Aggregate household debt among all households peaked in late 2008 in the aftermath of the financial crisis (Federal Reserve Bank of New York, 2014). The Survey of Consumer Finances shows that younger households were reducing their overall indebtedness at a faster clip than older households between 2007 and 2010 (Fry, 2013). This is very consistent with the large declines in homeownership among younger households since 2005 (Emmons and Noeth, 2014).
Even as younger households were outpacing their elders in total debt reduction, however, the outstanding volume of student debt rose over the course of the recession. By the end of 2009, student debt eclipsed credit card debt as the second-largest type of debt owed by American households, after mortgages.
The puzzle of declining total indebtedness in the face of rising student loan debt can be resolved by examining debt burdens among younger households. Judged at the median, young households without student debt have indeed experienced declining debt burdens since 2007. For example, among college-educated households lacking student debt, the median debt-to-income ratio fell from 2007 (127%) to 2010 (108%). But the decline in indebtedness has not been uniform among young households. Debt-to-income ratios have tended to increase among student debtors, whether college educated or not.
The remainder of this report analyzes the economic well-being and satisfaction of young student debtors as well as their demographic characteristics. Section 1 presents the basic economic outcomes of student debtor households and looks at total indebtedness in the context of household income and assets. It concludes with recent Pew Research survey findings of young college graduates on their financial well-being. Section 2 turns to demographics and highlights the greater education and occupational prestige of young households owing student debt.
About the Data
Findings in this report are based on the Survey of Consumer Finances (SCF), which is sponsored by the Federal Reserve Board of Governors and the Department of Treasury. It has been conducted every three years since 1983 and is designed to provide detailed information on the finances of U.S. households. The most recent data are from the 2010 SCF. A virtue of the SCF is that it has detailed demographic information on the head of the household. Additional detail on the collection and nature of the SCF is available in Bricker, et. al., 2012. The SCF sample typically consists of approximately 4,500 households, but the most recent survey included about 6,500 households. This report focuses on the finances of the 1,711 households whose heads are younger than 40. All results are appropriately weighted. By education and student debt status, the unweighted counts of young households are as follows:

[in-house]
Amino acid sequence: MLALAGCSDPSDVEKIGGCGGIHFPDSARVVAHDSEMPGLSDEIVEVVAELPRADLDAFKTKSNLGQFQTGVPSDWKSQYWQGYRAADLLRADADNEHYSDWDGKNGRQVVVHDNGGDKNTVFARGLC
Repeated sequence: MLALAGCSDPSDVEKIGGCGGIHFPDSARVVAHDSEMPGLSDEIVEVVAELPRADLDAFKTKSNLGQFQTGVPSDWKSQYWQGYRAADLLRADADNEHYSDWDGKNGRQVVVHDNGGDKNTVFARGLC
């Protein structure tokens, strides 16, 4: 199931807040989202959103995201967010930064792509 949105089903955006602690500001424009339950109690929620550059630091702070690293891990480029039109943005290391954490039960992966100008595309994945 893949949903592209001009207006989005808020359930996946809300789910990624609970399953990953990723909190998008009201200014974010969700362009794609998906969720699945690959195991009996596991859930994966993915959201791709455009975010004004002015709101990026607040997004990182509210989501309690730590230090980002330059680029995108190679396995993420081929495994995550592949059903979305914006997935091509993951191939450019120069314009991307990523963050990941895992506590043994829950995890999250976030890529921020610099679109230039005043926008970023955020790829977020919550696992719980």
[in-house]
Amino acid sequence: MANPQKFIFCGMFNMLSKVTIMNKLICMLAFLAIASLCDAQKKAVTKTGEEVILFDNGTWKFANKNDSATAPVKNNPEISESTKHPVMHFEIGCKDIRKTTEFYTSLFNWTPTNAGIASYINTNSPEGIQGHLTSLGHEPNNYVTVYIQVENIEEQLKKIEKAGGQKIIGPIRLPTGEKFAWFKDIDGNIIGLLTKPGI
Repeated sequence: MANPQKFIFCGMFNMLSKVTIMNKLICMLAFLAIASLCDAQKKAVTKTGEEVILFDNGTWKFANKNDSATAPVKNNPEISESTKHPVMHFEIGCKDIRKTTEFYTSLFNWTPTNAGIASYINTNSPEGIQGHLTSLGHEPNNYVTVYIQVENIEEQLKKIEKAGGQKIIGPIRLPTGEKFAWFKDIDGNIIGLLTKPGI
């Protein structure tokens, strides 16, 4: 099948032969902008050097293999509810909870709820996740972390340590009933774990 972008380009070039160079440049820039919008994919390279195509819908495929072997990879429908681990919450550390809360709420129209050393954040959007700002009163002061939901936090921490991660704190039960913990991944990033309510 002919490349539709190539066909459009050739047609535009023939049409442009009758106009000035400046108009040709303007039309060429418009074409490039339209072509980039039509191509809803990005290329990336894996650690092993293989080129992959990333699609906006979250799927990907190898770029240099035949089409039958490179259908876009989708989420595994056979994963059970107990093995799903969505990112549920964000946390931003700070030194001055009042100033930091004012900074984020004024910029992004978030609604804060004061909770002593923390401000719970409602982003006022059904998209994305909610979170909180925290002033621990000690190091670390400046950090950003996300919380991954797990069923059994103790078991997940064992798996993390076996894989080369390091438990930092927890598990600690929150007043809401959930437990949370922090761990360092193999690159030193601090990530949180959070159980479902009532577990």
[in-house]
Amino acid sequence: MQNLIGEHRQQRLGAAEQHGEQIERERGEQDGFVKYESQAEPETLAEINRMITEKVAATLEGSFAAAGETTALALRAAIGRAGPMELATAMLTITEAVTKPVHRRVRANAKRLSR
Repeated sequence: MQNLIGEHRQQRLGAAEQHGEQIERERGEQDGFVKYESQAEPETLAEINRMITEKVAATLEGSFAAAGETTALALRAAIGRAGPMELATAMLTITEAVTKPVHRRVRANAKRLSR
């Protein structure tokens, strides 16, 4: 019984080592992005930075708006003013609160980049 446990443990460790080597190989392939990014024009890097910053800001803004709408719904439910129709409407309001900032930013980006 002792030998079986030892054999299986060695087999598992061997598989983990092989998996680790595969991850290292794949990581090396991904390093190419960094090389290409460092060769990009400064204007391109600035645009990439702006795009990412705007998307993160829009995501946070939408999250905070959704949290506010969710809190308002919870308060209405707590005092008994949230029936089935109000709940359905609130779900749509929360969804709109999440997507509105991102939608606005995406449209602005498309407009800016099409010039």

Among the college educated, the mean age of the student debtors is about a year younger than households not owing student debt (30.8 vs. 31.9). Among households without at least a bachelor’s degree, student debtors are about 1.5 years younger on average (29.0 vs. 30.7).
A Note on Terminology
Throughout the report a “young household” or “young adult household” refers to a household headed by a person younger than 40 (including a small number of households with heads younger than 18).
Household characteristics are assigned on the basis of the characteristics of the head of the household.
A “college-educated” household refers to a household headed by a person whose highest education is a bachelor’s degree or more. A “not college-educated” household refers to a household headed by a person whose highest education is less than a bachelor’s degree.
A “student debtor” refers to a household owing outstanding education-related installment debt and includes loans that are currently in deferment as well as loans in their scheduled repayment period. The student debt of all household members is included in the household’s student debt.
“Net worth” and “wealth” are used interchangeably and refer to the difference between the value of assets owned by a household (such as home, stocks and savings accounts) and its liabilities (such as mortgages, credit card debt and loans for education).
- These findings are based on a Pew Research Center survey conducted Oct. 7-27, 2013, among 2,002 adults nationwide. In this context, “college graduates” include both associate and bachelor’s degree holders. For full survey results, see “The Rising Cost of Not Going to College,” Feb. 11, 2014. ↩
- The debt-to-income ratio reported is based on dividing each household’s total debt by its household income. (Households reporting zero income are assigned $1 of household income so that the ratio can be calculated.) The median of the distribution of the debt-to-income ratio is reported. ↩